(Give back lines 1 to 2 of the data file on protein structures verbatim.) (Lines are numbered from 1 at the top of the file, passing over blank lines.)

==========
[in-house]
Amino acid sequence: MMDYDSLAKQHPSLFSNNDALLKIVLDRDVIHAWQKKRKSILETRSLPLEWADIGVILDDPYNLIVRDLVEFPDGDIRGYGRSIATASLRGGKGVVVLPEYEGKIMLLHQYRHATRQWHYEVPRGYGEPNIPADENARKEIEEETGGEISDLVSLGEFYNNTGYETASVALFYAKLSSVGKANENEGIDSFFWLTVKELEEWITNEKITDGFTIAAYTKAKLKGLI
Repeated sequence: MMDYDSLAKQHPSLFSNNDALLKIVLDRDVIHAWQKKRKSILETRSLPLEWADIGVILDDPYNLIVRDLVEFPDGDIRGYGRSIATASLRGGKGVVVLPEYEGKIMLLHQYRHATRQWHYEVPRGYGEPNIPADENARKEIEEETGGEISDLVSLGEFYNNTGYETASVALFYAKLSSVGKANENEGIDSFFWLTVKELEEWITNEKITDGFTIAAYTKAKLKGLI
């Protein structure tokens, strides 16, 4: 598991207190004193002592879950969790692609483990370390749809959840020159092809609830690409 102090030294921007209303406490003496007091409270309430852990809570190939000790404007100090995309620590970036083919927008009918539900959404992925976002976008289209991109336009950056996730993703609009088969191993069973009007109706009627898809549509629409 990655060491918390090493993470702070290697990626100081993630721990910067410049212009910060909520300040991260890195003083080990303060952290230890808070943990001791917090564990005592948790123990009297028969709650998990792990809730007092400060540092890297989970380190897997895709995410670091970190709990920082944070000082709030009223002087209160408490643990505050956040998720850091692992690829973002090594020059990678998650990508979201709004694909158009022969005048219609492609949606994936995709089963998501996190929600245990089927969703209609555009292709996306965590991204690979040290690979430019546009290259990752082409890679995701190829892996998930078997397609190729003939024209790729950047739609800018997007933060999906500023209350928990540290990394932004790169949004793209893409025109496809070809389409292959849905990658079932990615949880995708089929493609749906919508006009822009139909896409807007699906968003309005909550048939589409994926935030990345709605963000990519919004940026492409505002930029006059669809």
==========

[in-house]
Amino acid sequence: MMDYDSLAKQHPSLFSNNDALLKIVLDRDVIHAWQKKRKSILETRSLPLEWADIGVILDDPYNLIVRDLVEFPDGDIRGYGRSIATASLRGGKGVVVLPEYEGKIMLLHQYRHATRQWHYEVPRGYGEPNIPADENARKEIEEETGGEISDLVSLGEFYNNTGYETASVALFYAKLSSVGKANENEGIDSFFWLTVKELEEWITNEKITDGFTIAAYTKAKLKGLI